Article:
We ordered our dinner, which included a buffet salad bar.  I helped Lily, Micah, and Evie get some food, then I buttered up Hyrum and told him I needed him to run with me to the car because he is my fastest runner.  I grabbed his hand, and we dashed across three intersections and around lazy pedestrians, only to find a ticket already on the windshield.  I paid the meter, dashed back around the pedestrians and through the intersections and back to our table in the restaurant, arriving before the food and before all the chaos hit.  Whew.  Still mad about the ticket, but it could have been a lot worse.

And this, my friends, was my dinner . . .

Salmon topped with onion rings and fried green tomatoes, all atop a bed of beans and rice.  It may have been the best food I've ever eaten in my entire life.  Not kidding. 

As we sat at dinner, I realized two things:  #1) I would never squeeze in all the things I wanted to do in Atlanta.  #2)  Why had I taken this vacation?  I had entertained high hopes of seeing all the antique stores and shops I desired, strolling through a few museums, finding a few treasures along the way.  This was the moment when I realized that this vacation needed to be about my kids, not about me.  That was the moment that I abandoned many of my dream destinations. 

They would never be obedient in the Margaret Mitchell museum because they would be bored to death.  They didn't want to go to Stone Mountain, even though it would be really cool.  I thought that I would be so disappointed abandoning my dreams for this trip.  On the contrary, it put my perspective in the right place.

What did they want to do?

They wanted to go back to the hotel and go swimming.
So that's what we did.
Even though we have a swimming pool in our back yard.
And it was the right thing to do.
Every night we were in a hotel, I pulled out the kids' journals, colorful tape, markers, and scissors, and they would write down the exciting things we had done or seen that day.  I hope these journals of our trip become valuable treasures to them when they are grown and only have lingering memories of our trip across the country.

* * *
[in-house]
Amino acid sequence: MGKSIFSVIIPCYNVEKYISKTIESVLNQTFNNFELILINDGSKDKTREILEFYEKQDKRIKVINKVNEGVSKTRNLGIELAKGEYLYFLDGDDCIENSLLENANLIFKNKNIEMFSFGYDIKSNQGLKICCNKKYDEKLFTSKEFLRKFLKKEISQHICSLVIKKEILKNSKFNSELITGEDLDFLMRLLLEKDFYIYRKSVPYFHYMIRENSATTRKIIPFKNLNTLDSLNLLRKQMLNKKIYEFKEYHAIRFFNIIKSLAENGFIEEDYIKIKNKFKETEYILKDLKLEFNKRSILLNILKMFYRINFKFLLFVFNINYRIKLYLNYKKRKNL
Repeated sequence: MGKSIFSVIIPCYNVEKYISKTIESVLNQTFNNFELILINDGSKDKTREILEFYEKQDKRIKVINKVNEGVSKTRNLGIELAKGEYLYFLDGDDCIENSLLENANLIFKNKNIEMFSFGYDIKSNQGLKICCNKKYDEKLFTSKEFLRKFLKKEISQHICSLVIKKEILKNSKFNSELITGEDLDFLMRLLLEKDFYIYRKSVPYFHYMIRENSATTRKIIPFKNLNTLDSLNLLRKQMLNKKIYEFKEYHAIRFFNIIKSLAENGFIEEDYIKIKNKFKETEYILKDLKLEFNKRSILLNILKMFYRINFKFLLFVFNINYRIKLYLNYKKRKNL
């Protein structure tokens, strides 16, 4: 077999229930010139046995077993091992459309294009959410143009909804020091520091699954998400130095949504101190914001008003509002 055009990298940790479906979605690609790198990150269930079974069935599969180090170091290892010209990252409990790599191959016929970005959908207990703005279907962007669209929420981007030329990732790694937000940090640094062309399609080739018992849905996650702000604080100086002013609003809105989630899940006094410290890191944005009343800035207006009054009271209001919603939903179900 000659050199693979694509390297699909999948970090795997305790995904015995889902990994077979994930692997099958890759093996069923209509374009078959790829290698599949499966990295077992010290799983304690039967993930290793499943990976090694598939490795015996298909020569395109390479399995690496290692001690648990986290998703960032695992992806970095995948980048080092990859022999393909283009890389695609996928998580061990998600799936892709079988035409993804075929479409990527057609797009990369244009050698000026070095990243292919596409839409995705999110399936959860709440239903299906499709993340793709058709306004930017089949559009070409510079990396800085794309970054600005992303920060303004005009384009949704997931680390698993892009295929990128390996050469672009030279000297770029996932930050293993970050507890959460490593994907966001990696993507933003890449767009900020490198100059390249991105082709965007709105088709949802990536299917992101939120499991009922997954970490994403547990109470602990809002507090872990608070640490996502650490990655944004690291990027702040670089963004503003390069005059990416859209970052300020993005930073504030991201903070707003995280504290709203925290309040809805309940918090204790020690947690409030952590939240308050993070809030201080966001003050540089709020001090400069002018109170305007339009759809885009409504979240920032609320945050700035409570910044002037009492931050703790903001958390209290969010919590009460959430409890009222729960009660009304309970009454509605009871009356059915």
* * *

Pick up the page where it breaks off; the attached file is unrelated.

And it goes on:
Wednesday morning I awoke early and dressed for my walk.  I will never forget how I felt that morning, watching the sun rise over the red Georgia soil. 
 The sun began kissing the trees and the grass, and I was happy--happier than I'd been in weeks.  It was a joyful, peaceful moment.
 When I got back to the hotel, I walked around the back of the swimming pool, thinking I had seen a cemetery back there while the kids had been swimming the night before.

I wasn't disappointed.
 Many people find cemeteries creepy or weird.  I find them beautiful and sacred.  I spent another beautiful moment circling the yard, reading each stone and wondering about the lives these people had led--a few Confederate veterans, mostly husbands and wives, dearly loved by each other, sprinkled between with a few tiny stones marking the short walk in mortality of cherished and forever missed children.
 I knew it was time to face the trials of the hotel room, so I entered the room to find all my kids sleeping peacefully, ready to start our adventures for the day.

No Stone Mountain (I did drive right by the exit).  No Margaret Mitchell museum (I did see it out the car window).  No mom stuff today.  Today was a kid day.

We headed back to downtown Atlanta, passing the beautiful homes built in rebellion to Sherman's fires and Yankee Reconstruction.  How I wished I could stop and read every plaque and enter every door, bathing in the history.  But no.

Instead, we headed to the Coca-Cola Factory.

 We were not disappointed here, either.